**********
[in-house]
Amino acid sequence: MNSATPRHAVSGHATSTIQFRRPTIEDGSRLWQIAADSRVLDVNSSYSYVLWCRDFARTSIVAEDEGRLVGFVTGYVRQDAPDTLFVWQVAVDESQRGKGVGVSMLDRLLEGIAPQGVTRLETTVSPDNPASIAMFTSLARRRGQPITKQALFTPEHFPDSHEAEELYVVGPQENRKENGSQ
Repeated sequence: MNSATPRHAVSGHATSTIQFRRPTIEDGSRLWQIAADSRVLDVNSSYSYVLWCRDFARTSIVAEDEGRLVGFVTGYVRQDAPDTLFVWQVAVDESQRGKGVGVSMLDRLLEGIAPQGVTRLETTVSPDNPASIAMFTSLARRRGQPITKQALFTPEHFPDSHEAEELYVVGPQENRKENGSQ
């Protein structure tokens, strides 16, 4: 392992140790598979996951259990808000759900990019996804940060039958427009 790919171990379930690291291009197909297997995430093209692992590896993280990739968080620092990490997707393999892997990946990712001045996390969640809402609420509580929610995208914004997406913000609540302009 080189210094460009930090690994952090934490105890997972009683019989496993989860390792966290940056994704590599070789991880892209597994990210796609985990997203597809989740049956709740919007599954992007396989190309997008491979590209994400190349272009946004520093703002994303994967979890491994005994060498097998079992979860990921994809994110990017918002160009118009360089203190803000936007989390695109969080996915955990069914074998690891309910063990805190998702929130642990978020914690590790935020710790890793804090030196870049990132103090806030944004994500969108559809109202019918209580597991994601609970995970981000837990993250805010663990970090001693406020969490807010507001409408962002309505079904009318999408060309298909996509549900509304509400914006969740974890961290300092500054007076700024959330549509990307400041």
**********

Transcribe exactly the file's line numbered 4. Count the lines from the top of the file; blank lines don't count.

């Protein structure tokens, strides 16, 4: 392992140790598979996951259990808000759900990019996804940060039958427009 790919171990379930690291291009197909297997995430093209692992590896993280990739968080620092990490997707393999892997990946990712001045996390969640809402609420509580929610995208914004997406913000609540302009 080189210094460009930090690994952090934490105890997972009683019989496993989860390792966290940056994704590599070789991880892209597994990210796609985990997203597809989740049956709740919007599954992007396989190309997008491979590209994400190349272009946004520093703002994303994967979890491994005994060498097998079992979860990921994809994110990017918002160009118009360089203190803000936007989390695109969080996915955990069914074998690891309910063990805190998702929130642990978020914690590790935020710790890793804090030196870049990132103090806030944004994500969108559809109202019918209580597991994601609970995970981000837990993250805010663990970090001693406020969490807010507001409408962002309505079904009318999408060309298909996509549900509304509400914006969740974890961290300092500054007076700024959330549509990307400041």